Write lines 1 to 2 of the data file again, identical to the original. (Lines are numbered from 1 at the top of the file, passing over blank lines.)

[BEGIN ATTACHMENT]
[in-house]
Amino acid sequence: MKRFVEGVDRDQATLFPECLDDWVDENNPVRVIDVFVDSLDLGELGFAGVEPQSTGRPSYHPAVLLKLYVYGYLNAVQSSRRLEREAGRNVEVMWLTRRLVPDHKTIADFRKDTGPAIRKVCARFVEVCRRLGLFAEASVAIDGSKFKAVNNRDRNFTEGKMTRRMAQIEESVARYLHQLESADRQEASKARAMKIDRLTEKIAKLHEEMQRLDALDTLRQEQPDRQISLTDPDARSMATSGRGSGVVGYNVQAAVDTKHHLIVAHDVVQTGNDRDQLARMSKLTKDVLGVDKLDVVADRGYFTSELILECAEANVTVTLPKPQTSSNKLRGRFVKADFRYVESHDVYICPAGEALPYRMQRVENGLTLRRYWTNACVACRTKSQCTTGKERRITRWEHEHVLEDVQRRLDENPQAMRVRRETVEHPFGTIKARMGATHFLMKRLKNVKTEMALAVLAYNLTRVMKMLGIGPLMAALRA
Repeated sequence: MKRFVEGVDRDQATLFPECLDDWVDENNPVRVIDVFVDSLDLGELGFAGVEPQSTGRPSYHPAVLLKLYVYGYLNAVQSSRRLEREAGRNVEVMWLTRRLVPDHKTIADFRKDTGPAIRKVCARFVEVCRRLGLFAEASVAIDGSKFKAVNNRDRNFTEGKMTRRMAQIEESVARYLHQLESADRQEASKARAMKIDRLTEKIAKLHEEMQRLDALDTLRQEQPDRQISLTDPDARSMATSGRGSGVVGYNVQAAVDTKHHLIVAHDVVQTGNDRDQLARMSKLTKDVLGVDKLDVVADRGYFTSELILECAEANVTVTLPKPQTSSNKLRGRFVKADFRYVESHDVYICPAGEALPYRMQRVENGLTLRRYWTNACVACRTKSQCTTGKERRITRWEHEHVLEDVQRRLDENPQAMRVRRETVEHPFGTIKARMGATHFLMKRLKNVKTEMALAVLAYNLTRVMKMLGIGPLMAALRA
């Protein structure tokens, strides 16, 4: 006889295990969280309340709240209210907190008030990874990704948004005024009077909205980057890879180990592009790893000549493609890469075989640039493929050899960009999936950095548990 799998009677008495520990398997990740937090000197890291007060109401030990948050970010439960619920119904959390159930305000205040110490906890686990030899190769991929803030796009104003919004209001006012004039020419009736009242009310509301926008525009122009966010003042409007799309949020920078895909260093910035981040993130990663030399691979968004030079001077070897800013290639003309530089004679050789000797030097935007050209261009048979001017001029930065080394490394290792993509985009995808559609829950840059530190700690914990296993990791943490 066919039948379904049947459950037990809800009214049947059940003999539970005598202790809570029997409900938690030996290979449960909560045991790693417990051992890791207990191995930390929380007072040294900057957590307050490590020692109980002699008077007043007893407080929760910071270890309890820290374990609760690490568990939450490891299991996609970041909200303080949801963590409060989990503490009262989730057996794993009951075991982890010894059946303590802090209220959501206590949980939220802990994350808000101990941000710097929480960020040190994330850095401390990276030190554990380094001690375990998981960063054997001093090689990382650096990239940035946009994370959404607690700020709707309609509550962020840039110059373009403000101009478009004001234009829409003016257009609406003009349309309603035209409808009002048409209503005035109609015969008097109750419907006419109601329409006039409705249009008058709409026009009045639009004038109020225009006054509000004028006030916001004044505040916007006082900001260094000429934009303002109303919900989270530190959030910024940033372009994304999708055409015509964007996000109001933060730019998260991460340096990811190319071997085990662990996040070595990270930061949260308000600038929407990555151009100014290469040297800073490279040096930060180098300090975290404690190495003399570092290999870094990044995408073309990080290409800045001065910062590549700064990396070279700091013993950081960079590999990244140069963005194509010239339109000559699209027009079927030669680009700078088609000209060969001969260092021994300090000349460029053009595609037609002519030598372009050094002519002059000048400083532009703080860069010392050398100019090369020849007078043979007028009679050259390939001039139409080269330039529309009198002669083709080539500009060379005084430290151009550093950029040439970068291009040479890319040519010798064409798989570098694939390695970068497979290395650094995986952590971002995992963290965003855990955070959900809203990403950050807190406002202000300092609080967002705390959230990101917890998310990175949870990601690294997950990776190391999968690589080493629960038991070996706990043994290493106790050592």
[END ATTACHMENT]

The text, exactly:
[in-house]
Amino acid sequence: MKRFVEGVDRDQATLFPECLDDWVDENNPVRVIDVFVDSLDLGELGFAGVEPQSTGRPSYHPAVLLKLYVYGYLNAVQSSRRLEREAGRNVEVMWLTRRLVPDHKTIADFRKDTGPAIRKVCARFVEVCRRLGLFAEASVAIDGSKFKAVNNRDRNFTEGKMTRRMAQIEESVARYLHQLESADRQEASKARAMKIDRLTEKIAKLHEEMQRLDALDTLRQEQPDRQISLTDPDARSMATSGRGSGVVGYNVQAAVDTKHHLIVAHDVVQTGNDRDQLARMSKLTKDVLGVDKLDVVADRGYFTSELILECAEANVTVTLPKPQTSSNKLRGRFVKADFRYVESHDVYICPAGEALPYRMQRVENGLTLRRYWTNACVACRTKSQCTTGKERRITRWEHEHVLEDVQRRLDENPQAMRVRRETVEHPFGTIKARMGATHFLMKRLKNVKTEMALAVLAYNLTRVMKMLGIGPLMAALRA